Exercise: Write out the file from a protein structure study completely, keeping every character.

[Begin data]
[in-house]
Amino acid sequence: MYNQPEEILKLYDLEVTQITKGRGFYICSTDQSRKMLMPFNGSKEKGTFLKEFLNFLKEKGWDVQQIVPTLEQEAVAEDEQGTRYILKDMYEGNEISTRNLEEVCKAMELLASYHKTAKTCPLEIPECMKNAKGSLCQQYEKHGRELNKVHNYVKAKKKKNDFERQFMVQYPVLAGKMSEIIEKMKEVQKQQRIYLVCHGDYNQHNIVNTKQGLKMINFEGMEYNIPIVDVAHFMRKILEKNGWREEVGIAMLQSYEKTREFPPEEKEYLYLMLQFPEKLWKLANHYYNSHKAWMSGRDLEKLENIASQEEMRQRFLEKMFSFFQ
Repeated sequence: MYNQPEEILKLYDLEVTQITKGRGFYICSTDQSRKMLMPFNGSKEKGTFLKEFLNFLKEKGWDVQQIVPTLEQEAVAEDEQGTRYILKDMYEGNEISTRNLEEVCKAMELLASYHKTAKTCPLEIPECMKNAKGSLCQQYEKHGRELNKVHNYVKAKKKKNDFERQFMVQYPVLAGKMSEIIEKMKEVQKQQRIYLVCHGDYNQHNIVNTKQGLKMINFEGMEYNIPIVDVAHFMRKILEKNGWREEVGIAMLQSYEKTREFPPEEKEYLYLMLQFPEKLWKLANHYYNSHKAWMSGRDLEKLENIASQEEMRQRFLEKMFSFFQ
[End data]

[in-house]
Amino acid sequence: MYNQPEEILKLYDLEVTQITKGRGFYICSTDQSRKMLMPFNGSKEKGTFLKEFLNFLKEKGWDVQQIVPTLEQEAVAEDEQGTRYILKDMYEGNEISTRNLEEVCKAMELLASYHKTAKTCPLEIPECMKNAKGSLCQQYEKHGRELNKVHNYVKAKKKKNDFERQFMVQYPVLAGKMSEIIEKMKEVQKQQRIYLVCHGDYNQHNIVNTKQGLKMINFEGMEYNIPIVDVAHFMRKILEKNGWREEVGIAMLQSYEKTREFPPEEKEYLYLMLQFPEKLWKLANHYYNSHKAWMSGRDLEKLENIASQEEMRQRFLEKMFSFFQ
Repeated sequence: MYNQPEEILKLYDLEVTQITKGRGFYICSTDQSRKMLMPFNGSKEKGTFLKEFLNFLKEKGWDVQQIVPTLEQEAVAEDEQGTRYILKDMYEGNEISTRNLEEVCKAMELLASYHKTAKTCPLEIPECMKNAKGSLCQQYEKHGRELNKVHNYVKAKKKKNDFERQFMVQYPVLAGKMSEIIEKMKEVQKQQRIYLVCHGDYNQHNIVNTKQGLKMINFEGMEYNIPIVDVAHFMRKILEKNGWREEVGIAMLQSYEKTREFPPEEKEYLYLMLQFPEKLWKLANHYYNSHKAWMSGRDLEKLENIASQEEMRQRFLEKMFSFFQ